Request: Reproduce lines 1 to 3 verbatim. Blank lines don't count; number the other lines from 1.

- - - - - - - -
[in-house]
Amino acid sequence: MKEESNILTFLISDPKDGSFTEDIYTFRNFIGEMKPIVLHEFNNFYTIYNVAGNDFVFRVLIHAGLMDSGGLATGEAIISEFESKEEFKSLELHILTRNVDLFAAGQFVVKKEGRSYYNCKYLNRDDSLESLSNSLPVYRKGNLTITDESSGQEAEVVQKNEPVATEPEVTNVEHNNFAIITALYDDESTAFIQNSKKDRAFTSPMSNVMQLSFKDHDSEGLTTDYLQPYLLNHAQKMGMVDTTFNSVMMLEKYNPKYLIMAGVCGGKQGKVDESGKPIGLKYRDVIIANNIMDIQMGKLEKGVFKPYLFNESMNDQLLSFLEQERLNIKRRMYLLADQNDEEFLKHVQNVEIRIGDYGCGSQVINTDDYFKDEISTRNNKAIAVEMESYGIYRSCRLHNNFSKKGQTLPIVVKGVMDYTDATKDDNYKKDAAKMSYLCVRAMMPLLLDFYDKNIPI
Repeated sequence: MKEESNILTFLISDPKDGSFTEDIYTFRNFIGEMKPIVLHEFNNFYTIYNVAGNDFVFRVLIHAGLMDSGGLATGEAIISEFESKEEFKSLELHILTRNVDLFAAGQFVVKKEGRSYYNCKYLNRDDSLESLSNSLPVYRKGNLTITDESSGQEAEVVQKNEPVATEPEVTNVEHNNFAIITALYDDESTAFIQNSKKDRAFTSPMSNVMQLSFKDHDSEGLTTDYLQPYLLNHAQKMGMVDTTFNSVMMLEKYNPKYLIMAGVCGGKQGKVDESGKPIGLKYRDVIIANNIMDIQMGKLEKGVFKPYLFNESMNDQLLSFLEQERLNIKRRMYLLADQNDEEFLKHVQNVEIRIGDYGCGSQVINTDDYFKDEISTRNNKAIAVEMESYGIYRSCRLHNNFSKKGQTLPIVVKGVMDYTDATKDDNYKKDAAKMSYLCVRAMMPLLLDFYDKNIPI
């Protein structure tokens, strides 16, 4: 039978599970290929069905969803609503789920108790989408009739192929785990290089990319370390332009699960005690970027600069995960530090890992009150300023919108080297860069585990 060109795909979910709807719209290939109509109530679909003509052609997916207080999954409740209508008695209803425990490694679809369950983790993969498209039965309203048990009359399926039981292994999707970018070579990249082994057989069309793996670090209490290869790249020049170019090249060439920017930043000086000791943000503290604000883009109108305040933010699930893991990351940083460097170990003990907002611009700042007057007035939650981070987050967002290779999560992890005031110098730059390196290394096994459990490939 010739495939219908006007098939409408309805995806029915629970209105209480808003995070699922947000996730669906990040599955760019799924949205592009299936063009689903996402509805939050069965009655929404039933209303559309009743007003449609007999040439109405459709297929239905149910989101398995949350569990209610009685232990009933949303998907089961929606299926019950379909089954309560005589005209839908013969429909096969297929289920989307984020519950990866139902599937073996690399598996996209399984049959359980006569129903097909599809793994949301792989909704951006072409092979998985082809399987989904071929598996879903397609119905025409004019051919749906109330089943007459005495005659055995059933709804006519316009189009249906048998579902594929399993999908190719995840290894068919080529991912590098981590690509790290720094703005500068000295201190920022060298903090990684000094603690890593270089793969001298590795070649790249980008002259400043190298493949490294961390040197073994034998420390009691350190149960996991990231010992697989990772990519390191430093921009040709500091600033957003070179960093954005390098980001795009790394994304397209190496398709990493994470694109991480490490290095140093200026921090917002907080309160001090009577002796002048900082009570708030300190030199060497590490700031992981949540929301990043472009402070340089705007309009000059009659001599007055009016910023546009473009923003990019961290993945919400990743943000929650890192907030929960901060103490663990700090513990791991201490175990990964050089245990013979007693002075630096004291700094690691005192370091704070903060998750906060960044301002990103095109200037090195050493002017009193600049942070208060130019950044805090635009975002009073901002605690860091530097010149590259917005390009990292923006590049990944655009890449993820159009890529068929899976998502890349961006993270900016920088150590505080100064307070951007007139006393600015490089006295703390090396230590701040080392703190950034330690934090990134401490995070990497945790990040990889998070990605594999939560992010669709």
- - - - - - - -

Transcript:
[in-house]
Amino acid sequence: MKEESNILTFLISDPKDGSFTEDIYTFRNFIGEMKPIVLHEFNNFYTIYNVAGNDFVFRVLIHAGLMDSGGLATGEAIISEFESKEEFKSLELHILTRNVDLFAAGQFVVKKEGRSYYNCKYLNRDDSLESLSNSLPVYRKGNLTITDESSGQEAEVVQKNEPVATEPEVTNVEHNNFAIITALYDDESTAFIQNSKKDRAFTSPMSNVMQLSFKDHDSEGLTTDYLQPYLLNHAQKMGMVDTTFNSVMMLEKYNPKYLIMAGVCGGKQGKVDESGKPIGLKYRDVIIANNIMDIQMGKLEKGVFKPYLFNESMNDQLLSFLEQERLNIKRRMYLLADQNDEEFLKHVQNVEIRIGDYGCGSQVINTDDYFKDEISTRNNKAIAVEMESYGIYRSCRLHNNFSKKGQTLPIVVKGVMDYTDATKDDNYKKDAAKMSYLCVRAMMPLLLDFYDKNIPI
Repeated sequence: MKEESNILTFLISDPKDGSFTEDIYTFRNFIGEMKPIVLHEFNNFYTIYNVAGNDFVFRVLIHAGLMDSGGLATGEAIISEFESKEEFKSLELHILTRNVDLFAAGQFVVKKEGRSYYNCKYLNRDDSLESLSNSLPVYRKGNLTITDESSGQEAEVVQKNEPVATEPEVTNVEHNNFAIITALYDDESTAFIQNSKKDRAFTSPMSNVMQLSFKDHDSEGLTTDYLQPYLLNHAQKMGMVDTTFNSVMMLEKYNPKYLIMAGVCGGKQGKVDESGKPIGLKYRDVIIANNIMDIQMGKLEKGVFKPYLFNESMNDQLLSFLEQERLNIKRRMYLLADQNDEEFLKHVQNVEIRIGDYGCGSQVINTDDYFKDEISTRNNKAIAVEMESYGIYRSCRLHNNFSKKGQTLPIVVKGVMDYTDATKDDNYKKDAAKMSYLCVRAMMPLLLDFYDKNIPI